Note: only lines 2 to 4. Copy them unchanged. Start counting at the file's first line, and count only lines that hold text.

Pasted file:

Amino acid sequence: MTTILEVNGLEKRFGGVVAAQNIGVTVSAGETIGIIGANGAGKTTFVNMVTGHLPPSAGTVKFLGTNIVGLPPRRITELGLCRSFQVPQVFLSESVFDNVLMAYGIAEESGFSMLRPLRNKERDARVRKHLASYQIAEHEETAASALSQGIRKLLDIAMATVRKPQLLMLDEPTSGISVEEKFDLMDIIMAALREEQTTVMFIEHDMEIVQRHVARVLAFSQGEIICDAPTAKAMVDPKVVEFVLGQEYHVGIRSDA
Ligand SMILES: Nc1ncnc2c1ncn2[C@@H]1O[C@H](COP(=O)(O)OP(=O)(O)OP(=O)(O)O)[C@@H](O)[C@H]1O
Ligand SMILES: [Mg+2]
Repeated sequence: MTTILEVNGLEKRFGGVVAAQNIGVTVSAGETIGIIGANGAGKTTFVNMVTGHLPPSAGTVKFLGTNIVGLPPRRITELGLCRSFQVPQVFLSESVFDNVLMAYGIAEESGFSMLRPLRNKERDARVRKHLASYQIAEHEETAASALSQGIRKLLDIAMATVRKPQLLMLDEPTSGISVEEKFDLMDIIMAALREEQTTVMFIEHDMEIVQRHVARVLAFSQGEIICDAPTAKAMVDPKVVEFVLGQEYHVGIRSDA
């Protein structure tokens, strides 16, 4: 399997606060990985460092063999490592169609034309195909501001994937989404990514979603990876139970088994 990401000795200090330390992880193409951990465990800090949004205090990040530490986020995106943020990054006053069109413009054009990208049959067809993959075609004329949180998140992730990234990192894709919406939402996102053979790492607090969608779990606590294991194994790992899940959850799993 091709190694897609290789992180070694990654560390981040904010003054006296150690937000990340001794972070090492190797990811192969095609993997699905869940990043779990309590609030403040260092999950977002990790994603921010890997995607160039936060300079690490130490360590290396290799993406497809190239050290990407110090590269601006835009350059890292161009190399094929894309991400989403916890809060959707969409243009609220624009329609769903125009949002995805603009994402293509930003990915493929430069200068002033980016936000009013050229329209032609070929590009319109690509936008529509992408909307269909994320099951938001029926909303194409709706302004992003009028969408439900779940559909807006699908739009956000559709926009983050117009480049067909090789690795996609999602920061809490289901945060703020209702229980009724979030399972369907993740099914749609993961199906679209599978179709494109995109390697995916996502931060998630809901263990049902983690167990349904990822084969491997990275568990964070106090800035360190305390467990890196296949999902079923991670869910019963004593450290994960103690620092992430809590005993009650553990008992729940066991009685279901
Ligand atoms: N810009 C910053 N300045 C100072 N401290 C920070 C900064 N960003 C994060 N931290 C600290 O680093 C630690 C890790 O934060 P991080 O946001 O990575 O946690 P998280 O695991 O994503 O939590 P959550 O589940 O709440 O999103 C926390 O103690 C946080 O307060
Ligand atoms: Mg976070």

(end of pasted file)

Ligand SMILES: Nc1ncnc2c1ncn2[C@@H]1O[C@H](COP(=O)(O)OP(=O)(O)OP(=O)(O)O)[C@@H](O)[C@H]1O
Ligand SMILES: [Mg+2]
Repeated sequence: MTTILEVNGLEKRFGGVVAAQNIGVTVSAGETIGIIGANGAGKTTFVNMVTGHLPPSAGTVKFLGTNIVGLPPRRITELGLCRSFQVPQVFLSESVFDNVLMAYGIAEESGFSMLRPLRNKERDARVRKHLASYQIAEHEETAASALSQGIRKLLDIAMATVRKPQLLMLDEPTSGISVEEKFDLMDIIMAALREEQTTVMFIEHDMEIVQRHVARVLAFSQGEIICDAPTAKAMVDPKVVEFVLGQEYHVGIRSDA